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After reading "Is everyone" singular or plural?", I would refrain from asking this question, but the husband of a colleague of mine (English professor, native speaker of British English) stated against it, so I am looking for further enlightenment.

He advocates some should be solely used to refer to plural forms. Thus,

some non-existent towns

is perfectly correct, but

some non-existent town

should be replaced by

a non-existent town

Is that true?

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Do you reject “some rice” too ? –  Nicolas Barbulesco Jun 23 at 19:31
    
@Nicolas: I’m sure that, if pressed, the professor would say, “Some should be solely used to refer to plural or collective/uncountable forms, but not singular forms.” –  Scott Jun 23 at 20:02
    

3 Answers 3

up vote 7 down vote accepted

Some indeed can be use in this general sense.

If you visit OneLook, you'll see several meanings of the word some. One of them reads:

some used for referring to a person or thing without knowing or without saying exactly which one

So, saying:

We'll go to some beach tomorrow.

We'll stop at some restaurant on the way home.

are both perfectly acceptable. As a matter of fact, if you made the noun plural:

We'll stop at some restaurants on the way home.

That would imply that we are stopping at more than one restaurant.

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1  
"Some" emphasizes the indefiniteness over your friend's recommendation of "a". If you say, "Some friend of Bob called me today", it conveys that you don't know who this person was or don't want to say. But "A friend of Bob called me today" doesn't have that connotation -- the friend is not mysterious or unknown. –  Jay Mar 9 '12 at 15:04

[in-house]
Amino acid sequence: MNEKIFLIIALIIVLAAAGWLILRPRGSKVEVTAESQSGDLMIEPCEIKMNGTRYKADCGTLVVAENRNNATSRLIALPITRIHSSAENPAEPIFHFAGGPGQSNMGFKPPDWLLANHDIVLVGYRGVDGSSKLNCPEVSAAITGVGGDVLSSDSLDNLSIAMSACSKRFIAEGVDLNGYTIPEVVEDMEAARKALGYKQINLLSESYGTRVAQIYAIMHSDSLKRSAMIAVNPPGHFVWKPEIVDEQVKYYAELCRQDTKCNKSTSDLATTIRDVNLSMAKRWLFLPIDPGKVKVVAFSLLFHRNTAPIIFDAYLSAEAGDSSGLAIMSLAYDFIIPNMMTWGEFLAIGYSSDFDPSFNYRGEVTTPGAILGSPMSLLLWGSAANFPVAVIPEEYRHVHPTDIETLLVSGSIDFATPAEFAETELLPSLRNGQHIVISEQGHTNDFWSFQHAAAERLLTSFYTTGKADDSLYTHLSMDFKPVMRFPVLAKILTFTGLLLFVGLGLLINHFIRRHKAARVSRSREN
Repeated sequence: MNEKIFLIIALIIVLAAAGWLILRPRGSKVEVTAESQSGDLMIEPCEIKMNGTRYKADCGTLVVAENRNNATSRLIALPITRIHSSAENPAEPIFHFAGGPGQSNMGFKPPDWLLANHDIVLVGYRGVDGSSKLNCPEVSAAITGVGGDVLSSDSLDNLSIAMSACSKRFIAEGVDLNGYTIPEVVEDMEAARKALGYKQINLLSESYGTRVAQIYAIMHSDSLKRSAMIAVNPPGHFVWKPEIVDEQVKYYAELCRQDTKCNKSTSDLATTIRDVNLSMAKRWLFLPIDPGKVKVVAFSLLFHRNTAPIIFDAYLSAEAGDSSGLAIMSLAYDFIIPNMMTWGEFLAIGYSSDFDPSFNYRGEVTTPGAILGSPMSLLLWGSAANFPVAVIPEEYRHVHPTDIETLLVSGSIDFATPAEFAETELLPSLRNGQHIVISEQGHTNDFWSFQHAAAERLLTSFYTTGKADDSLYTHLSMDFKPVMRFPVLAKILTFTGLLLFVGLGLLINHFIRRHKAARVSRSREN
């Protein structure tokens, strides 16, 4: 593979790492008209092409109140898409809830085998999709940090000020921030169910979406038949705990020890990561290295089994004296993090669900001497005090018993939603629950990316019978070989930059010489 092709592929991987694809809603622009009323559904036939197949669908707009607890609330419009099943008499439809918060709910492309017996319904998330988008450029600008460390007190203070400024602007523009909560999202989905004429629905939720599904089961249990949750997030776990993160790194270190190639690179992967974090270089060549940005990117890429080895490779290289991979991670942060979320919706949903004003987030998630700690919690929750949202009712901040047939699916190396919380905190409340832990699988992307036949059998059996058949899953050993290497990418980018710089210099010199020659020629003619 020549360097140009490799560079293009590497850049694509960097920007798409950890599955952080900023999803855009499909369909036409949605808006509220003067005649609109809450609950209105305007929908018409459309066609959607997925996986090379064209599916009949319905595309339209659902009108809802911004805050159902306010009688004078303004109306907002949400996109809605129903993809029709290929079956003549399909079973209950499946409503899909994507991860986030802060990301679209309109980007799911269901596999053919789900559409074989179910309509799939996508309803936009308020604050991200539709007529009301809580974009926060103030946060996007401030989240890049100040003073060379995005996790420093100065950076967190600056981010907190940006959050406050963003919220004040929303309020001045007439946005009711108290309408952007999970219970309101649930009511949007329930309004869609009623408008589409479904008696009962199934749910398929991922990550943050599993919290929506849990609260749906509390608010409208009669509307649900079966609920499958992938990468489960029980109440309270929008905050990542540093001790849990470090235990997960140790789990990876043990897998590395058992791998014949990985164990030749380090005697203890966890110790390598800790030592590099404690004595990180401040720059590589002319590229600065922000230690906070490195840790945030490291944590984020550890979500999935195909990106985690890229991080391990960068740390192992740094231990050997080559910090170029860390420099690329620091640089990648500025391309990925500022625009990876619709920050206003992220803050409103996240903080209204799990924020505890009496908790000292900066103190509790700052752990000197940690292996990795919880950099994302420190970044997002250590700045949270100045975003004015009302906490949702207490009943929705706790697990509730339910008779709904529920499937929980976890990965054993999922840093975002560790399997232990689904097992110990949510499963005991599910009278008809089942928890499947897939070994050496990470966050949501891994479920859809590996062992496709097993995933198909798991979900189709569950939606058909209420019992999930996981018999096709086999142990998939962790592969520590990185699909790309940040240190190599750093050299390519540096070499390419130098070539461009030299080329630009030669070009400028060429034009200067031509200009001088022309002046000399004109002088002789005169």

Some can also emphasise indefiniteness in the plural. "I met a few people in town today". "Which people?". "Oh, just some guys". –  FumbleFingers Mar 9 '12 at 21:54
1  
@Jay Wouldn't that be "Some friend of Bob's called me today"? –  Tucker Apr 22 at 12:38
1  
"Of Bob" indicates a possessive. I think "of Bob's" is redundant -- you're indicating the possessive with "of" and then again with the apostrophe-s. People often say that, and I don't suppose it creates ambiguity, but I think it's unnecessary. –  Jay Apr 22 at 13:04
    
@Jay — Are you a native english speaker ? Your reasoning is refreshing. This is the first time I hear a defence against this really weird phrase “a friend of mine”. –  Nicolas Barbulesco Jun 23 at 19:36

You're right, he's right, they're right, everyone's right.

Just incomplete. No one has mentioned the important detail.

"A non-existent town" - CORRECT "Some non-existent town" - INFORMAL

That's all there is to it.

"Some" is being used EXACTLY the way "a" is supposed to be used. You can't use "some" in this way in proper speech or writing. It in formal, stressing the indefiniteness. For further emphasis (almost to the point of being silly), we may also say "Some random non-existent town."

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Some is used to refer to a particular person or thing without stating which. For example,

Some customer called yesterday.

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